There is a passage in Psalm 107 (23-37) which states:- “Some went out on the sea in ships; they were merchants on the mighty waters. They saw the works of the Lord his wonderful deeds in the deep. For he spoke and stirred up a tempest that lifted high the waves. They mounted up to the heavens and went down to the depths; in their peril their courage melted away. They reeled and staggered like drunkards; they were at their wits’ end. Then they cried out to the Lord in their trouble, and he brought them out of their distress. He stilled the storm to a whisper; the waves of the sea were hushed. They were glad when it grew calm, and he guided them to their desired haven. Let them give thanks to the Lord for his unfailing love and his wonderful deeds for mankind. Let them exalt him in the assembly of the people and praise him in the council of the elders.” The Israelites of old were not known as a maritime nation, in fact they hated the sea which they thought of as a place of chaos. The only story of a sea voyage in the Old Testament is that of Jonah which included a storm or tempest. But the seamen involved were all pagans who prayed to their own gods. But when Jonah told them about the God he believed in, but was disobeying, they became more afraid of Jonah’s God than the storm and began to pray to Jonah’s God before eventually threw Jonah overboard to what they believed was certain death. Some years ago I heard that there was a Jewish tradition that the sailors went back to the shores of Israel and went up to Jerusalem to pray in the temple and offer sacrifices to Jonah’s God. This passage in Psalm 107 seems to confirm this. The irony is that in refusing to preach to one lot of pagans he leads to the conversion of another bunch of heathens, before going on to successfully lead the Ninevites to repentance. Not for nothing did Jesus say when asked for a sign gave the example of Jonah; not only in that the three days Jonah spent in the belly of the ‘fish’ represent the death and resurrection of Christ but also that Jesus’ mission was also to bring in those beyond the boundaries of Judaism. An inference that was not lost on His hearers.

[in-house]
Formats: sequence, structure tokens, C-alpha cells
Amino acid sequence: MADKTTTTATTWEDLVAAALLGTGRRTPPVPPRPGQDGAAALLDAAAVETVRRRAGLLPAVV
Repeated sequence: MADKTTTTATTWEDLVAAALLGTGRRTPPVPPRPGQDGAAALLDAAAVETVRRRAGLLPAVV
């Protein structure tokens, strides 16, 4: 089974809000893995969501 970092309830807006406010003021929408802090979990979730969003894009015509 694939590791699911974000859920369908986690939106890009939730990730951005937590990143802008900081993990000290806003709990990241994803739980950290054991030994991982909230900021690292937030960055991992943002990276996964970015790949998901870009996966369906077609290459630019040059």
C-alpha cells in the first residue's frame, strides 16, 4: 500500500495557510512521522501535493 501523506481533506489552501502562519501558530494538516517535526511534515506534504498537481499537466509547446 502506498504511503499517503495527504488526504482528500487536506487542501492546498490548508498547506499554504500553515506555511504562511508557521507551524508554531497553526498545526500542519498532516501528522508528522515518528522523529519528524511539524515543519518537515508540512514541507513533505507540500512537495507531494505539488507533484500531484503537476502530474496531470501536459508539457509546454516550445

David Rose, 2016.